Earlier this year the Feral Cat Coalition of Oregon (FCCO) was hedged out of its home of twenty plus years in the Eliot neighborhood by rising rent and a need to expand into a larger space. Now based in Southwest Portland near the Hawthorne bridge, Executive Director, Karen Kraus says, “They are still able to conveniently manage the population of feral cats in Eliot with the assistance of local residents.” They purchased the building in Southwest Portland, completely remodeled it to suit their very specific needs, and on June 25th celebrated the grand opening as well as the organization’s 21st birthday. Their new building is easily accessible from I-5 or the Hawthorne Bridge.
FCCO does high volume spraying for feral cats and stray cats which are being fed in the neighborhood. Now they have services for low income people to get their pet cats neutered. Kraus says, “We are low cost and affordable for anyone who has a need.” Call for an appointment for feral and stray spay/neutering or affordable pet services.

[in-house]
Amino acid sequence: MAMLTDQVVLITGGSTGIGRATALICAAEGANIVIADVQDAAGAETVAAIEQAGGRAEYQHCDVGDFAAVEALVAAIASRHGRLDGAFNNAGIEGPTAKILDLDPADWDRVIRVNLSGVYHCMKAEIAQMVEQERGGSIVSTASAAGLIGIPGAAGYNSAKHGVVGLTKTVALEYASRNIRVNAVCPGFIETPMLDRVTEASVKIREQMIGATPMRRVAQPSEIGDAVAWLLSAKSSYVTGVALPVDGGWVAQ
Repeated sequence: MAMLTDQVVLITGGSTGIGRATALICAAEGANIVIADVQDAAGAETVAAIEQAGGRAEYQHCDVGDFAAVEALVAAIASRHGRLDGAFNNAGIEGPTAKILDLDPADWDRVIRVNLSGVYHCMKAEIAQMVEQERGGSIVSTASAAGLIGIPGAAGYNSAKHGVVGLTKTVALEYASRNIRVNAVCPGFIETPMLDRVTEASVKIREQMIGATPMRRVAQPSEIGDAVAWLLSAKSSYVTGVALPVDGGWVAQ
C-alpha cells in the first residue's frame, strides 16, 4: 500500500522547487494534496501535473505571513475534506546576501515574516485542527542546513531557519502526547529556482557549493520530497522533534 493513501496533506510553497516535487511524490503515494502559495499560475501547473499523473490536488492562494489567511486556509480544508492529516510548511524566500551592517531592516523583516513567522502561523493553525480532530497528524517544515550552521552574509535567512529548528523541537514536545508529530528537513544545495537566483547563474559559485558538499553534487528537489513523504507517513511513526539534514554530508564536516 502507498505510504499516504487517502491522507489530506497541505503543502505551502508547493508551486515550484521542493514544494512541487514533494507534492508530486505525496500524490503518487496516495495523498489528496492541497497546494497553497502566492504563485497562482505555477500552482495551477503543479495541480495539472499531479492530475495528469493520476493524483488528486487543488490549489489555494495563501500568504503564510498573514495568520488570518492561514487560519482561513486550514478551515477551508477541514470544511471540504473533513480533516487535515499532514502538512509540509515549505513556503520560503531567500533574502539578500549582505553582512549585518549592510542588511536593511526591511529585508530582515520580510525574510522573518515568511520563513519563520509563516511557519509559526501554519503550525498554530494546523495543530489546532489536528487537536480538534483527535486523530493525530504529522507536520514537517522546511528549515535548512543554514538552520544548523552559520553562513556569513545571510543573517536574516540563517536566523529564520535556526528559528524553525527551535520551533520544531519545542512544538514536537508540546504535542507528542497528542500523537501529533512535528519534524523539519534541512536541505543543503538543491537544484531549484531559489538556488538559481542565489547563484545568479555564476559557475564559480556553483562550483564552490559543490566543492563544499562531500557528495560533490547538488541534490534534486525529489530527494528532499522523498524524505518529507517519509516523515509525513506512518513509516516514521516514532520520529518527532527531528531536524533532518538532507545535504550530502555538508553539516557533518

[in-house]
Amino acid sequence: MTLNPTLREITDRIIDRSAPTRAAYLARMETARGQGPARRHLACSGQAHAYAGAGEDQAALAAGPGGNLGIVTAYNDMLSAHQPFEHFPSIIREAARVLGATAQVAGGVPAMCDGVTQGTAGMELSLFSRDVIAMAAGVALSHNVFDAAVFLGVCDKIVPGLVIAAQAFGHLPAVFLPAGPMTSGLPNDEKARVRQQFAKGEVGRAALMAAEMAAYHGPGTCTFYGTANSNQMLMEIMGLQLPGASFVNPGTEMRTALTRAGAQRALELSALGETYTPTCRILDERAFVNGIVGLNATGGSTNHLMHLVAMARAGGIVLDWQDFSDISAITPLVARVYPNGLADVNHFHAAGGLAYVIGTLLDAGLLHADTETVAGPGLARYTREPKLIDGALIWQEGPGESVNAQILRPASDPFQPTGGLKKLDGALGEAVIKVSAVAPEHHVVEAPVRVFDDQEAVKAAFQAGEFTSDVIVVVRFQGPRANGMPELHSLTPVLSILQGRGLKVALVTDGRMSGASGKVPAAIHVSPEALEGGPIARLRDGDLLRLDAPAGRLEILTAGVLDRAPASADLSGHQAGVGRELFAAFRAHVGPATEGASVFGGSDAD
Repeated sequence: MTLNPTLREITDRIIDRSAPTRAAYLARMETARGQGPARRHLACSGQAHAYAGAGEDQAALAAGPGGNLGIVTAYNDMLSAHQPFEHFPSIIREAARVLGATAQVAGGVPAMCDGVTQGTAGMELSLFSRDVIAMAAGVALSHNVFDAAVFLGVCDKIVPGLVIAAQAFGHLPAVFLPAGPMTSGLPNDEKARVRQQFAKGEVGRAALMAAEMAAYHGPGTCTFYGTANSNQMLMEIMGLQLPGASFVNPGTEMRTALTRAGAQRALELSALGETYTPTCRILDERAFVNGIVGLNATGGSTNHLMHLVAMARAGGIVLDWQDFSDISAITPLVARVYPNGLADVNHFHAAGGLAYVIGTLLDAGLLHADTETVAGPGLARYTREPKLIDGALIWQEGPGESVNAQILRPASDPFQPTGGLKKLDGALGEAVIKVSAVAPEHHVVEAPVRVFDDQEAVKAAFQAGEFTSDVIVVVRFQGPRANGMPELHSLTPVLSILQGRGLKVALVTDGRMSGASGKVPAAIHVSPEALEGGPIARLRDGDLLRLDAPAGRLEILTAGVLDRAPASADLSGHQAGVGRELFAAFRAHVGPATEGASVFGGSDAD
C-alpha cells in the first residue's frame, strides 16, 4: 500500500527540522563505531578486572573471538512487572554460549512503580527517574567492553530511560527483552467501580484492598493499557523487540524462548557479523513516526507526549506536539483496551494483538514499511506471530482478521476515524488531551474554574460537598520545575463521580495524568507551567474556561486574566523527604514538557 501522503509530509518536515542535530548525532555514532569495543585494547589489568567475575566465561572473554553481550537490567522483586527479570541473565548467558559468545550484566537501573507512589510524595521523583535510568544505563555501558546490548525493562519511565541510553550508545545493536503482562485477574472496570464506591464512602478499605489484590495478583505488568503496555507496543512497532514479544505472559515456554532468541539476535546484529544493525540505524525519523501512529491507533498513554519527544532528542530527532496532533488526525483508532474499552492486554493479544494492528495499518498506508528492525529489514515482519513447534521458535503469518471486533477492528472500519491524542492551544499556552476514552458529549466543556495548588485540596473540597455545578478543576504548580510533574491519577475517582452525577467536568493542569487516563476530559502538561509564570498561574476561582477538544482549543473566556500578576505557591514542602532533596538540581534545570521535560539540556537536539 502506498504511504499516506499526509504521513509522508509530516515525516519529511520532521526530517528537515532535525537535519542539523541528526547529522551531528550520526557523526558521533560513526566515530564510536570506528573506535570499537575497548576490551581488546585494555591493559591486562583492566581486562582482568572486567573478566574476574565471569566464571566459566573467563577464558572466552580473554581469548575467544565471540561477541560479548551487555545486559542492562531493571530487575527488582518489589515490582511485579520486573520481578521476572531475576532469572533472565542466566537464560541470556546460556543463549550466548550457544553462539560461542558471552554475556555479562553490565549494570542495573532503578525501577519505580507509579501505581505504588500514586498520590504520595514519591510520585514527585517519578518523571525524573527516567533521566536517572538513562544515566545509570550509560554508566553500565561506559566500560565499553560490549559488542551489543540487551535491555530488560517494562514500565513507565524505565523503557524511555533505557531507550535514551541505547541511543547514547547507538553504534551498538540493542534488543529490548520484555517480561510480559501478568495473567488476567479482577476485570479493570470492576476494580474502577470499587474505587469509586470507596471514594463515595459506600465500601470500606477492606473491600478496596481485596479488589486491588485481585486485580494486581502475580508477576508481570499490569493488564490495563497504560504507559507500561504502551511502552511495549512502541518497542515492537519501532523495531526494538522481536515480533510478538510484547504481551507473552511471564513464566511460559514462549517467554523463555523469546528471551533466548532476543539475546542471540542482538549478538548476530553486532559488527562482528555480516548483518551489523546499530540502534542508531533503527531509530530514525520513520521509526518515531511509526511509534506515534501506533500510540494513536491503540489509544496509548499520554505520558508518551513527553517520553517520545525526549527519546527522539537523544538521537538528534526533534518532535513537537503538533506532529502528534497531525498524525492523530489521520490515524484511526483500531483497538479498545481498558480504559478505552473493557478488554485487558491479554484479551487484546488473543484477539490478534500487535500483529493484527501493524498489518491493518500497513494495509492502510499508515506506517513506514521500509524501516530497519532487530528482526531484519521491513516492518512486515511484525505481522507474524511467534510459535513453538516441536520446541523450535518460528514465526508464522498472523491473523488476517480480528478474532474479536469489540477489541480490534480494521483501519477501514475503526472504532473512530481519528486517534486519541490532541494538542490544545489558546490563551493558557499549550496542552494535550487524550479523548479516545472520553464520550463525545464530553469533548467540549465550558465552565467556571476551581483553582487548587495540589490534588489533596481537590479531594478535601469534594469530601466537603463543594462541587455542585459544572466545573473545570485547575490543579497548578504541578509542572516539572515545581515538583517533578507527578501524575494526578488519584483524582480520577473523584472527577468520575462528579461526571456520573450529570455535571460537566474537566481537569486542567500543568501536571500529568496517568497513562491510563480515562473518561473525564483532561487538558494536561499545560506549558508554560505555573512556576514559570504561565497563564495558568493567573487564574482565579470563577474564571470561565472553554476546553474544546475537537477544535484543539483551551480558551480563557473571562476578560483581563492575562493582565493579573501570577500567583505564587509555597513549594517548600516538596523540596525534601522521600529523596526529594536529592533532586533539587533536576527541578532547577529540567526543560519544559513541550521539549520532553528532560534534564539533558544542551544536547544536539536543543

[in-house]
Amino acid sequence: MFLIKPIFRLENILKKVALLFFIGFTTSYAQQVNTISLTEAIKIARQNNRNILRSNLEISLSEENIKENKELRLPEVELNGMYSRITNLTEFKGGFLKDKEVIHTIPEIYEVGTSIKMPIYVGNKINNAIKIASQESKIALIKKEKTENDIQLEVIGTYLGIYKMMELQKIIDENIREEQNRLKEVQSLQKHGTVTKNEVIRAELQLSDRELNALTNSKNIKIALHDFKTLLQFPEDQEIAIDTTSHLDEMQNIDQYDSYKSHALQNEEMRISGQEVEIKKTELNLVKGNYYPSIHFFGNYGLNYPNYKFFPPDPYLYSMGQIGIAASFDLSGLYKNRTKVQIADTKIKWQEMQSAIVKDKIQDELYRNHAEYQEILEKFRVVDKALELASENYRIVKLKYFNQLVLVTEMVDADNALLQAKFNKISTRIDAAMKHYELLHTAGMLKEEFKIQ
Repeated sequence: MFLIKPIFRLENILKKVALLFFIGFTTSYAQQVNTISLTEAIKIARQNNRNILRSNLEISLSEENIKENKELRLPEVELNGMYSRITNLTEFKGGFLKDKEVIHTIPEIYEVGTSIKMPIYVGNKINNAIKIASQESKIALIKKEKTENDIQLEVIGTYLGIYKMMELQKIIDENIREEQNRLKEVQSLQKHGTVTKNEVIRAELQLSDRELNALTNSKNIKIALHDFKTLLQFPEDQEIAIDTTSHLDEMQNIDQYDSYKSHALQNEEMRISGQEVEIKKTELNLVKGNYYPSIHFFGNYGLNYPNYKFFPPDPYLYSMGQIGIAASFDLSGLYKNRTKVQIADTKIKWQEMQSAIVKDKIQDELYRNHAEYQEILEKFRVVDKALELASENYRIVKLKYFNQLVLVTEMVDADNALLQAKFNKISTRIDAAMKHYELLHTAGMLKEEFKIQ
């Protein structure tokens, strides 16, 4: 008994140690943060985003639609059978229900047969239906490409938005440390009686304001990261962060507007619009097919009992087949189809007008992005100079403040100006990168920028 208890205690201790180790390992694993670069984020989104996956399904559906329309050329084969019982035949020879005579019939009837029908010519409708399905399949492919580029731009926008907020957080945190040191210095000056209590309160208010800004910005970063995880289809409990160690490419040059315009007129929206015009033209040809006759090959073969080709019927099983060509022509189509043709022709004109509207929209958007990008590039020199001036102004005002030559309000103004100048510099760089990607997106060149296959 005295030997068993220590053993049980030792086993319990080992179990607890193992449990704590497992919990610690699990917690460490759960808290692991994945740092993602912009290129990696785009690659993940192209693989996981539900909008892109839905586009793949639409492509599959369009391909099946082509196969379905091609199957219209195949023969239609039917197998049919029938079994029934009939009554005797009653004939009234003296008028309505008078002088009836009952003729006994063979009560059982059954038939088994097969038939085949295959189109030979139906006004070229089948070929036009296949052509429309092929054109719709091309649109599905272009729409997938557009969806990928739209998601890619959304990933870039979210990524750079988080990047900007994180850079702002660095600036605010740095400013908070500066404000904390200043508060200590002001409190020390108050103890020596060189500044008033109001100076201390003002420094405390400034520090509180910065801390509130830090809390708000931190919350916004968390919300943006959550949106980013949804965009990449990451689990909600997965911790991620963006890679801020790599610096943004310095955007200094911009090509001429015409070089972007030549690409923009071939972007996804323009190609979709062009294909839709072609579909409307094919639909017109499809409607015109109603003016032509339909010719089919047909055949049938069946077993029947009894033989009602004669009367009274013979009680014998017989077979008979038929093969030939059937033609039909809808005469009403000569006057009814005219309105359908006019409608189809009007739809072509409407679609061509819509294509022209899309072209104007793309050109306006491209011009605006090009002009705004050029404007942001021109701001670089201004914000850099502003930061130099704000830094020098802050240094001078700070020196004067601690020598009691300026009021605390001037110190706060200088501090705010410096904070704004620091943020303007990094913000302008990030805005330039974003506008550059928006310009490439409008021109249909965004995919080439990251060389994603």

What is the difference between a feral can and other stray cats? Feral cats are untamed and easily frightened and qualify for vaccines, are treated for ear mites, get ear tipped (international symbol), and spayed or neutered. A stray cat is one whose owner moved away, abandoned it, or is just being fed a bowl of food left out. They are not ear tipped. These two categories of cat are offered services at a suggested donation to FCCO. Low income pet care is offered at a fee for service basis. See the website for rates.
Summer time is kitten season. Cats have an average 61 days gestation, then can be back in heat as soon as a litter is born, even while nursing and kittens can get pregnant at 5 months of age. With the increasing population of residents in Eliot and Portland Kraus says, “with many different attitudes around the country-…we want folks to do it the Portland Way! Get your kitty spayed or neutered -Stop future generations!”
Mark your calendars for Saturday, September 10, 2016 for the 4th Annual Catio Tour! FCCO and the Audubon Society of Portland have formed a truly unique partnership to motivate a change in our community. Both organizations agree that by having fewer pet cats roaming freely it is better for the cats and for wildlife. “We created the Catio Tour to offer inspiration for those looking for ways for their cats to have safe outdoor time,” says Kraus.